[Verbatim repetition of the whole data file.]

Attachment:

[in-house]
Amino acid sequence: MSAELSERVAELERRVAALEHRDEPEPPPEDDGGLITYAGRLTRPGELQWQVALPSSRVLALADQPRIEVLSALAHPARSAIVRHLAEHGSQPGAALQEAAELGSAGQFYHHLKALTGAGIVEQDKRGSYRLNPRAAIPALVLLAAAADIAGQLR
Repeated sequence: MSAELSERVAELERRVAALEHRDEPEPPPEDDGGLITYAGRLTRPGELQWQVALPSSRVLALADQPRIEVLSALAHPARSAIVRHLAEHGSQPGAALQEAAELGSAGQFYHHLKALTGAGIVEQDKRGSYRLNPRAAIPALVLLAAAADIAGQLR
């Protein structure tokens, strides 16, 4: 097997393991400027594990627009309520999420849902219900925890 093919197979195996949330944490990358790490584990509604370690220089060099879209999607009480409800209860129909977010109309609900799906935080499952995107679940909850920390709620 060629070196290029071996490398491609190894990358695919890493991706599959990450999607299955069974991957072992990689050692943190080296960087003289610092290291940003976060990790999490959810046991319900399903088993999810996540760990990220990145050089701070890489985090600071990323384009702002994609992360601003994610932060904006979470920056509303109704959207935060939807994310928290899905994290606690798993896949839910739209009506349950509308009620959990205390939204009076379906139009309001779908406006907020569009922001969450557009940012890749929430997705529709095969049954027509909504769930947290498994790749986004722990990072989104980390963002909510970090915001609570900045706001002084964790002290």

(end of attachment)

[in-house]
Amino acid sequence: MSAELSERVAELERRVAALEHRDEPEPPPEDDGGLITYAGRLTRPGELQWQVALPSSRVLALADQPRIEVLSALAHPARSAIVRHLAEHGSQPGAALQEAAELGSAGQFYHHLKALTGAGIVEQDKRGSYRLNPRAAIPALVLLAAAADIAGQLR
Repeated sequence: MSAELSERVAELERRVAALEHRDEPEPPPEDDGGLITYAGRLTRPGELQWQVALPSSRVLALADQPRIEVLSALAHPARSAIVRHLAEHGSQPGAALQEAAELGSAGQFYHHLKALTGAGIVEQDKRGSYRLNPRAAIPALVLLAAAADIAGQLR
């Protein structure tokens, strides 16, 4: 097997393991400027594990627009309520999420849902219900925890 093919197979195996949330944490990358790490584990509604370690220089060099879209999607009480409800209860129909977010109309609900799906935080499952995107679940909850920390709620 060629070196290029071996490398491609190894990358695919890493991706599959990450999607299955069974991957072992990689050692943190080296960087003289610092290291940003976060990790999490959810046991319900399903088993999810996540760990990220990145050089701070890489985090600071990323384009702002994609992360601003994610932060904006979470920056509303109704959207935060939807994310928290899905994290606690798993896949839910739209009506349950509308009620959990205390939204009076379906139009309001779908406006907020569009922001969450557009940012890749929430997705529709095969049954027509909504769930947290498994790749986004722990990072989104980390963002909510970090915001609570900045706001002084964790002290």